Sallie Mae: Loan Star
It cost $12,127 on average to attend a public university for the 2005-06 school year, according to the College Board. For private schools, the figure, which includes tuition, books, fees, room and board, averaged $29,026. Over the past 16 years, college tuition has grown nearly twice as fast as inflation. It's not a pretty picture.
But students and their hard-pressed parents have a friend in SLM Corp. Commonly known as Sallie Mae, the Reston, Va., company manages about a $123 billion in student loans for more than 9 million borrowers. Higher borrowing limits on some types of federally guaranteed student loans and an emerging business of private-loan consolidation mean that Sallie Mae should be able to achieve earnings growth of at least 15% a year for the foreseeable future, says Matt Snowling, an analyst with investment bank Friedman Billings Ramsey.
Congress changed rules on student loans in February. The most significant opportunity for Sallie Mae, Snowling says, arises from a change to allow graduate students to borrow under the PLUS program. With PLUS loans, grad students can borrow the full cost of their education. Moreover, the loans don't need a parent to co-sign and they offer interest rates that are more attractive than those available from most private loans, he says. The market for such loans could be nearly $5 billion, and Sallie Mae is the lender best positioned to take advantage of the trend, Snowling says.
With interest rates rising, more borrowers want to consolidate their variable-rate loans to fixed-rate debt. Sallie Mae has seen the number of consolidated student loans grow from 39% of its federally guaranteed loan portfolio to 62% in the past three years, says Snowling. As part of its growth strategy, Sallie aims to offer consolidation loans to the private market. For these loans, the company targets borrowers who have federally guaranteed loans from multiple schools. This strategy, Snowling says, will lead to robust growth of private loans. He estimates that 30% of students graduate from a different school than the one from which they started.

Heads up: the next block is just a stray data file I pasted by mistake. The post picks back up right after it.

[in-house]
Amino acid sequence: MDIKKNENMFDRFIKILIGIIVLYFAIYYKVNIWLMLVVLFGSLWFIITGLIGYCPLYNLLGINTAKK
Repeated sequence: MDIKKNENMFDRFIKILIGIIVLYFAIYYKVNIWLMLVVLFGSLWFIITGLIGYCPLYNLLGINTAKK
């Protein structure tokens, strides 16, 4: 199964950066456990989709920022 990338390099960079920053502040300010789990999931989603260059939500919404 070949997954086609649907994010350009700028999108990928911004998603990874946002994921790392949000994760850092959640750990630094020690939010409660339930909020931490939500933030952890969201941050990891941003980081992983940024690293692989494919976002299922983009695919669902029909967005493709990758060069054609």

Sallie Mae started the year off with an earnings drop. In the first quarter, the company reported net income of $152 million, or 34 cents a share, compared with $223 million, or 49 cents a share, in the first quarter of 2005. Sallie Mae said the decline was because of losses in hedging activities. Despite the setback, Snowling upgraded Sallie Mae shares (symbol SLM) to outperform.
The stock has steadily climbed from its 2000 split-adjusted low of $9 to $54 at Tuesday's close. It trades at 19 times the $2.84 per share that analysts expect the company to earn this year, according to Thomson First Call. Citing Sallie Mae's expected 15% earnings growth and its stable collection of student loans, Snowling raised his target price by $5, to $65 a share.
--Thomas M. Anderson